• January 29, 2020
  • Welcome!
    Logout|My Dashboard

Queens Chronicle

Ramos looks to get rid of cap on carts

Mixed opinions over the situation, toll on brick-and-mortar stores

Font Size:
Default font size
Larger font size

Posted: Thursday, November 7, 2019 10:30 am

State Sen. Jessica Ramos (D-East Elmhurst) has proposed legislation that would stop New York from capping the number of vendors that can work on sidewalks.

“We need to start seeing street vendors for who they are: small business owners and, often, people of color — immigrants, women, seniors and parents who work in public spaces to provide food and other goods to our communities,” Ramos told the New York Post.

The proposal won’t see the floor until the Legislature’s next session begins in January.

Mayor de Blasio addressed the bill during his Monday appearance on NY1’s “Inside City Hall.”

“I would argue that a lifting of the cap is not the way to go, that we need a much tighter enforcement system,” he said.

De Blasio said there is a “black market” with current vendor permits and that “there’s a lot wrong with the current system.”

But, he added, “opening it up to anybody and everybody is not helpful.”

De Blasio said the sidewalks are clogged in a lot of places and that he is concerned about small businesses that are already battling online shopping.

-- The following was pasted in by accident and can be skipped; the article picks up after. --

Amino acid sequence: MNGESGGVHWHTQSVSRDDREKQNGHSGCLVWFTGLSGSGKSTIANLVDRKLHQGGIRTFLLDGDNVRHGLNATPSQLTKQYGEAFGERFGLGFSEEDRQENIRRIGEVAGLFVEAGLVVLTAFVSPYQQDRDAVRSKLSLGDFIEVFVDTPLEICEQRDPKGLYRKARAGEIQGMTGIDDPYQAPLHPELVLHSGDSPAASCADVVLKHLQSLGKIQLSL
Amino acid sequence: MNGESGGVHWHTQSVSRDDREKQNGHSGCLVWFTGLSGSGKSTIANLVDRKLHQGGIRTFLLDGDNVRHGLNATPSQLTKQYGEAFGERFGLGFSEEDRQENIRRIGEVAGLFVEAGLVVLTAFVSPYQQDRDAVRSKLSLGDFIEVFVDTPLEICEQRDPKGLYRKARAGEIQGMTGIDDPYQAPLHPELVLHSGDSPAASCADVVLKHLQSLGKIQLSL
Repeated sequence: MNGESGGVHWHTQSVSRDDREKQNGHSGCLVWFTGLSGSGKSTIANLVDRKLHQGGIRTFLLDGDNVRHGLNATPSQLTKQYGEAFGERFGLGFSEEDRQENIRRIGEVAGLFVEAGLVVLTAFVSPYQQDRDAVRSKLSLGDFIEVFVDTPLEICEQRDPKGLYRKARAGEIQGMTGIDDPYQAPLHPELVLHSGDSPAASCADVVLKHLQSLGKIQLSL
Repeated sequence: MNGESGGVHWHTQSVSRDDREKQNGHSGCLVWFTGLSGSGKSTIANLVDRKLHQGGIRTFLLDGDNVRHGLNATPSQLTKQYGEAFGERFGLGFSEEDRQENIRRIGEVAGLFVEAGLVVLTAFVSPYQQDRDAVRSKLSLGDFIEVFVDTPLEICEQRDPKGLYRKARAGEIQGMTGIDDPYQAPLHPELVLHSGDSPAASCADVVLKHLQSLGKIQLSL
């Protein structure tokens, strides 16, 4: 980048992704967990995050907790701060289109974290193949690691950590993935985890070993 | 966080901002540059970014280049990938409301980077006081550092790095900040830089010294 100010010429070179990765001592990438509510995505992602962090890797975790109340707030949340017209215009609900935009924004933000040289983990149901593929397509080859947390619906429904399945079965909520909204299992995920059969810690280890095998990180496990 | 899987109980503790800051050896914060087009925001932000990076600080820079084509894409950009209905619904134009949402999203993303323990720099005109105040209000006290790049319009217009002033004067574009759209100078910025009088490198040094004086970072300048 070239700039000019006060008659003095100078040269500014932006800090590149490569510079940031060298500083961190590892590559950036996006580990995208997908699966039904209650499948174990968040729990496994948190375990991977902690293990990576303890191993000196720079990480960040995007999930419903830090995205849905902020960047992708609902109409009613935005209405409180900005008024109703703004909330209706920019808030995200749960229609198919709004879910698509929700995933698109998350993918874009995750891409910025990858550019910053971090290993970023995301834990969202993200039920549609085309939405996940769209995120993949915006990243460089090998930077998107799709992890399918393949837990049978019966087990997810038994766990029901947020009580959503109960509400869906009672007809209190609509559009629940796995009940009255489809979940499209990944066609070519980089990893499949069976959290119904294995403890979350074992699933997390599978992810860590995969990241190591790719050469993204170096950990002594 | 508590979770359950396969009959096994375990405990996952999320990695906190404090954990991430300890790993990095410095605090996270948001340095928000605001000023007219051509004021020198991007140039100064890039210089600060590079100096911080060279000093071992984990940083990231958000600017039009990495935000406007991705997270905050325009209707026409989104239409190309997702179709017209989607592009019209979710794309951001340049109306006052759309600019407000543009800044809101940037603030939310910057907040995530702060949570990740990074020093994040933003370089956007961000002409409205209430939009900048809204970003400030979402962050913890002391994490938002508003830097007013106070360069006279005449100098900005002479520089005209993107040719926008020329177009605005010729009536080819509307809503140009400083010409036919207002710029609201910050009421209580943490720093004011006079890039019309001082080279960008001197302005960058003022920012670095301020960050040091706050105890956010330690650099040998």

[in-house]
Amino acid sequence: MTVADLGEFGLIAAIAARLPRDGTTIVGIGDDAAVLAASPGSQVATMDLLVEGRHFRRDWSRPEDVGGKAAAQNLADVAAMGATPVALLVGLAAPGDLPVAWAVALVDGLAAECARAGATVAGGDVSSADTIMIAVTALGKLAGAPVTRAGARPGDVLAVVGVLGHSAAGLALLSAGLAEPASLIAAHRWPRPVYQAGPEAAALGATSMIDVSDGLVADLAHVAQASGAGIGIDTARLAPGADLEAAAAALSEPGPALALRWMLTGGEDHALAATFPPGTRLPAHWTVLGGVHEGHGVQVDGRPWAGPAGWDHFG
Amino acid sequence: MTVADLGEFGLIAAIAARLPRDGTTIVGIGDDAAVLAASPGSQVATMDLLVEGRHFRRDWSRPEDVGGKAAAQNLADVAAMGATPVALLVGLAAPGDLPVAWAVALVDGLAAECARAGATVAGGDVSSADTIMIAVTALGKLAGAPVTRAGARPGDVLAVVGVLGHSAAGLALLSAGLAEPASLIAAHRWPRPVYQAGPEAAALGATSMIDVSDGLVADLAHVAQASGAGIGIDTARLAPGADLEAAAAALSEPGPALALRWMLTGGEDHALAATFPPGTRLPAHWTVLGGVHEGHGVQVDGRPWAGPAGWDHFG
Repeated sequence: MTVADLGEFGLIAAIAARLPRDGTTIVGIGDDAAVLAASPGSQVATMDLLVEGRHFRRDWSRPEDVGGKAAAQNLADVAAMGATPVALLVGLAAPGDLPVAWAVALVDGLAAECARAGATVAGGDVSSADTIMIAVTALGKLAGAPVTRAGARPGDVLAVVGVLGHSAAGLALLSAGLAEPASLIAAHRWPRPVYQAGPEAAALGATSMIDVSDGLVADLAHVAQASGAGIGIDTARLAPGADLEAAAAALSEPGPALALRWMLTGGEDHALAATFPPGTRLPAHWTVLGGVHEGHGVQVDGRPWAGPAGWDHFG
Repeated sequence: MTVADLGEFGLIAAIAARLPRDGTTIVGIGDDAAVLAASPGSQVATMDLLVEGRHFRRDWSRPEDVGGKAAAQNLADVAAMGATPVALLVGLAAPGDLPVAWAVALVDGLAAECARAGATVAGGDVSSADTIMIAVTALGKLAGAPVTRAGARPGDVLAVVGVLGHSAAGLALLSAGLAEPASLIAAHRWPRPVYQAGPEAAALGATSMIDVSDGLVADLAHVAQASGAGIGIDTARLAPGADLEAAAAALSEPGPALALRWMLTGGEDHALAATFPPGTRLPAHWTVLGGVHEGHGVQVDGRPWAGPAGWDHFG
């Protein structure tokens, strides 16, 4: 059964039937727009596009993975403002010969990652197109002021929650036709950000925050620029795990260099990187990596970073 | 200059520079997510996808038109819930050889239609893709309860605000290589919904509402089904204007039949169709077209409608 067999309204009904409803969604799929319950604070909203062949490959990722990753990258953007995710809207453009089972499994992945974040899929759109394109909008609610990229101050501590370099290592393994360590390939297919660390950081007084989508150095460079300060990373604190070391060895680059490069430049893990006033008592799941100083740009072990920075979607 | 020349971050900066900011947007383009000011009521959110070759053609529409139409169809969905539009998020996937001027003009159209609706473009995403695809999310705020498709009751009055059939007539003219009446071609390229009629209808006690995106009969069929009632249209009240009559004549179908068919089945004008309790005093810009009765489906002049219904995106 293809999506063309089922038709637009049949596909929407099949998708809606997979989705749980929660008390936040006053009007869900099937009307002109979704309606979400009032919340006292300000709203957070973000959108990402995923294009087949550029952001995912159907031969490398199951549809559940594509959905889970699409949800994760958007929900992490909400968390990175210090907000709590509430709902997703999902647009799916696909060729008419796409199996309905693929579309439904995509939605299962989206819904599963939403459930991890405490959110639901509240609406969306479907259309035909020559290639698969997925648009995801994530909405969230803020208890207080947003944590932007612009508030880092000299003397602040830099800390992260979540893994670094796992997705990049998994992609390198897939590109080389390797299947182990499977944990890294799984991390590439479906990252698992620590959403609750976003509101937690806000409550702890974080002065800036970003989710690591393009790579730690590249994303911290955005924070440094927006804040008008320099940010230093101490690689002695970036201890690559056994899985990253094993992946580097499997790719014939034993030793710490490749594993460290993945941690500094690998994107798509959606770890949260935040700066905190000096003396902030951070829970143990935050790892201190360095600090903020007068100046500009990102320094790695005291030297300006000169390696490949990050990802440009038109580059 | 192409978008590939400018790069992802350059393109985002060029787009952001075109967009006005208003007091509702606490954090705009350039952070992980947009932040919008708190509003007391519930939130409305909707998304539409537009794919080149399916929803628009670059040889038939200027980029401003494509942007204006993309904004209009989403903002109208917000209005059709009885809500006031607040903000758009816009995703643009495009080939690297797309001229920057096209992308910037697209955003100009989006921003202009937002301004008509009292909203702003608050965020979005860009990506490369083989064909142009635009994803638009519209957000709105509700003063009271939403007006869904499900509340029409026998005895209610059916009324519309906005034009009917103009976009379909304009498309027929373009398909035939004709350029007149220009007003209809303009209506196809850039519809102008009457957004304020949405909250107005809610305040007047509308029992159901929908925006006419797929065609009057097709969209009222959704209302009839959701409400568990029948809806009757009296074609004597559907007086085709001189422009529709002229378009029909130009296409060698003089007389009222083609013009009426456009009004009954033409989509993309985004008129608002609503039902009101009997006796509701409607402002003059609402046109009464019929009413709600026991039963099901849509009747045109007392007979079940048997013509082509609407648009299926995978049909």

“I would strongly urge the Legislature to let us figure this out locally and not sort of create chaos here,” he said.

State Sen. Joe Addabbo Jr. (D-Howard Beach) told the Chronicle on Wednesday that he would be interested in the legislation but would like to proceed cautiously.

“If they were to lift the cap I’d still be a little cautious about the proliferation of carts in front of mom-and-pop stores,” he said. “And I really like my mom-and-pop stores and my small businesses but these carts are also, in a sense, a small business.”

Addabbo noted that there are parts of Queens that are food deserts, such as the Rockaways, part of his jurisdiction. He said he believes the food deserts can have carts without hurting small businesses and that the matter is for an agency to look into further.

“Food carts do have their place to help others and provide a service but again we have to be careful,” Addabbo said.

He said that the carts are regulated for health and safety and that placement should be part of that as well.

“There still needs to be some type of regulation,” Addabbo said.

Andrew Rigie, executive director of the nonprofit NYC Hospitality Alliance, told the Post, “Just eliminating the cap and putting thousands more vendors on the streets exacerbates the problems that already exist. You [already] have people selling bagels and coffee for half the price in front of a brick-and-mortar store.”

According to the Post, City Hall licenses about 5,000 vendors. “The problem is that permits are limited,” halal cart vendor Khalid Hassan told the Post. “A lot of people are on the waiting list. I have a lot of friends and family on that waiting list.”

Ramos’ bill would also expunge past violations for unsanctioned vending from criminal records.

More about

Welcome to the discussion.


  • Helton posted at 11:26 am on Thu, Nov 14, 2019.

    Helton Posts: 2

    This are progressive ideas in action. Let's turn NYC into a filthy, crime ridden, obscenely unlivable city - just like San Francisko.

  • Buster57 posted at 9:25 pm on Thu, Nov 7, 2019.

    Buster57 Posts: 79

    Seriously? This is horrible. Our streets are hard enough to walk on. And real diners, restaurants will suffer. Hope this doesn't pass.